Restall, Matthew (2003). Seven Myths of the Spanish Conquest. Oxford and New York: Oxford University Press.

POPOL VUH: THE MAYAN BOOK OF THE DAWN OF LIFE, translated by Dennis Tedlock. http://www.abualsoof.com/inp/upload/pdf/THE%20MAYAN%20BOOK%20OF%20THE%20DAWN%20OF%20LIFE.pdf

Þórunn Valdimarsdóttir, Vikings in Mexico 998 AD?  http://thorvald.is/?page_id=392

Comments

From the abstract of the above article: " In the present study
we have been able to uncover that Amerindians apparently do
not relate with any other worldwide population, according to
their HLA genetic profile"

From the discussion:

"Neighbour-Joining and correspondence analyses were
done by putting together many worldwide and American
populations (Figs. 2, 3, 4). Both analyses show again that
Amerindians (Meso and South American) are not genetically
related to Na-Dene (Athabaskan) and Eskimos. Also,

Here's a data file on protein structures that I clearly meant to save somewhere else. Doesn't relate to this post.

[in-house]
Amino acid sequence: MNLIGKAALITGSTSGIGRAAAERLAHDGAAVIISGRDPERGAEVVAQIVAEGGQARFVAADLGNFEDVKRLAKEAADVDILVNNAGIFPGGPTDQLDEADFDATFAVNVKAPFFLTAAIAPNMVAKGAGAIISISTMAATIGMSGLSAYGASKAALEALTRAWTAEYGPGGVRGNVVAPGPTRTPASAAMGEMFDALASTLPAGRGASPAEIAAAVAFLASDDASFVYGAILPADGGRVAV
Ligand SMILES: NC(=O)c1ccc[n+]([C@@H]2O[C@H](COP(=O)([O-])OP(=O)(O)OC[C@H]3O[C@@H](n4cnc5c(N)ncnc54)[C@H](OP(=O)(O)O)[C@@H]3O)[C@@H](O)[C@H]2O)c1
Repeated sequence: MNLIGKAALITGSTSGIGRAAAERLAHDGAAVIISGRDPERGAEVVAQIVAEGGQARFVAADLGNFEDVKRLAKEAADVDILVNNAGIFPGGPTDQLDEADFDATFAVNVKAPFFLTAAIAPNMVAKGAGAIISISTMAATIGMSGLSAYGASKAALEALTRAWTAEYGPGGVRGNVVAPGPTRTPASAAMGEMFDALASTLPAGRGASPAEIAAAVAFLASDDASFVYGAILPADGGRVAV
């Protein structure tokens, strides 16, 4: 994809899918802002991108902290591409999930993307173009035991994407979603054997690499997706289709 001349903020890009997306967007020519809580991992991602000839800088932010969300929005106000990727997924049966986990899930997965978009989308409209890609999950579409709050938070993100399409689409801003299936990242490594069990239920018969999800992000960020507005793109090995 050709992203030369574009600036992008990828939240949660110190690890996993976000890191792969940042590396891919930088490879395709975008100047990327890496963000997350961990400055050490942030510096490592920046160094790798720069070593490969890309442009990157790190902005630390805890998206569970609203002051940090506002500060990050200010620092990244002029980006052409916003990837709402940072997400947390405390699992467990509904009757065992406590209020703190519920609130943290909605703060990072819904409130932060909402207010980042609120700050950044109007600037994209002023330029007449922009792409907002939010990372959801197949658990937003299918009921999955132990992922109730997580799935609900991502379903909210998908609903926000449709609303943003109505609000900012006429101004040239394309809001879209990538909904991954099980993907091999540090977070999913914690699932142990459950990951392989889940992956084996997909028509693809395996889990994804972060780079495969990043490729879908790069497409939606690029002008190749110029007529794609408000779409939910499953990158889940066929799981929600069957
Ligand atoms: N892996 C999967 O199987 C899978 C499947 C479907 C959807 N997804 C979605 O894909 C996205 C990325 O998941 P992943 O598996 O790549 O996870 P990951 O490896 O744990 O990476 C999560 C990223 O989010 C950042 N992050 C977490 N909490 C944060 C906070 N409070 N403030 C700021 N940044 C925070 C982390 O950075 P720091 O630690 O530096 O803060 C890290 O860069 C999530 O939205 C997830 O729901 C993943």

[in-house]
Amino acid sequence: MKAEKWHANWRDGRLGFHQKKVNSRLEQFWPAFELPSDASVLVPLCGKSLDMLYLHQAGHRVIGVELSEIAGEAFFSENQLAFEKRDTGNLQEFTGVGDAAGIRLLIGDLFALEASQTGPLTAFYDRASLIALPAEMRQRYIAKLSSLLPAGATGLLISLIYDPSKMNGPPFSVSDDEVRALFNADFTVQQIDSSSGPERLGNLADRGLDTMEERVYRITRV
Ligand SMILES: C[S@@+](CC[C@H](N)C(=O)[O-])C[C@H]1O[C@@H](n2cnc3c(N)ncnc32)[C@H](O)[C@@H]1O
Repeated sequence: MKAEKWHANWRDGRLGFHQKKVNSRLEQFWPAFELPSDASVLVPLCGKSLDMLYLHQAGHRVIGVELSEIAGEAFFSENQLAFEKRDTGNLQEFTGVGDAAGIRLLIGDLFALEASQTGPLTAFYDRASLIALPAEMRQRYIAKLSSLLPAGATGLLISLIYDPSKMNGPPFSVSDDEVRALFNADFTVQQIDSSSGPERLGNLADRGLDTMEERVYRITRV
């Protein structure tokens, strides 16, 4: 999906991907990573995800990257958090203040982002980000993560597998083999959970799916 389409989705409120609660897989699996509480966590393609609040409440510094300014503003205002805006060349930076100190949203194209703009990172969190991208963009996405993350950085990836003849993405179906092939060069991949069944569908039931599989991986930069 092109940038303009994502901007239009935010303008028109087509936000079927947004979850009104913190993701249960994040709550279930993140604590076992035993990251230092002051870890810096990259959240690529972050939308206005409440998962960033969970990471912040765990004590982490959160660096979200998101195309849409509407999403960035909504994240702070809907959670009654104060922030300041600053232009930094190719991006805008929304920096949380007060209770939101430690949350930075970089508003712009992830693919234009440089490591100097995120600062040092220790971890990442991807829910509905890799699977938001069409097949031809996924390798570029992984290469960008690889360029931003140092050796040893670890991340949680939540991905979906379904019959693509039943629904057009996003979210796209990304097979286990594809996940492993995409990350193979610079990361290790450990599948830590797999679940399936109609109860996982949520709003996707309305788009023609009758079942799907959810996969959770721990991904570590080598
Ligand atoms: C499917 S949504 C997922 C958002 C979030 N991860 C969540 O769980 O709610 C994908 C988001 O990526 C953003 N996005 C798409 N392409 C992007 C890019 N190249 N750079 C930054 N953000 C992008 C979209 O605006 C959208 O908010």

Amerindians do not show relationships with Polynesians,
Australians [almost discarding a massive Pacific colonization,
as suggested in(16)], Caucasoids or African Blacks. However,
our Bolivian Quechua population shows some HLA
relationship with Na-Dene and Asiatic populations (see
results), reflecting both possible cultural and genetic contacts
with these populations."

Seems pretty clear that he has NOT changed his mind.

Clyde Winters's picture

 

You cited an article written by Arnaiz-Villena in 2000, he has changed his view on the presence of Blacks in Mexico. He wrote: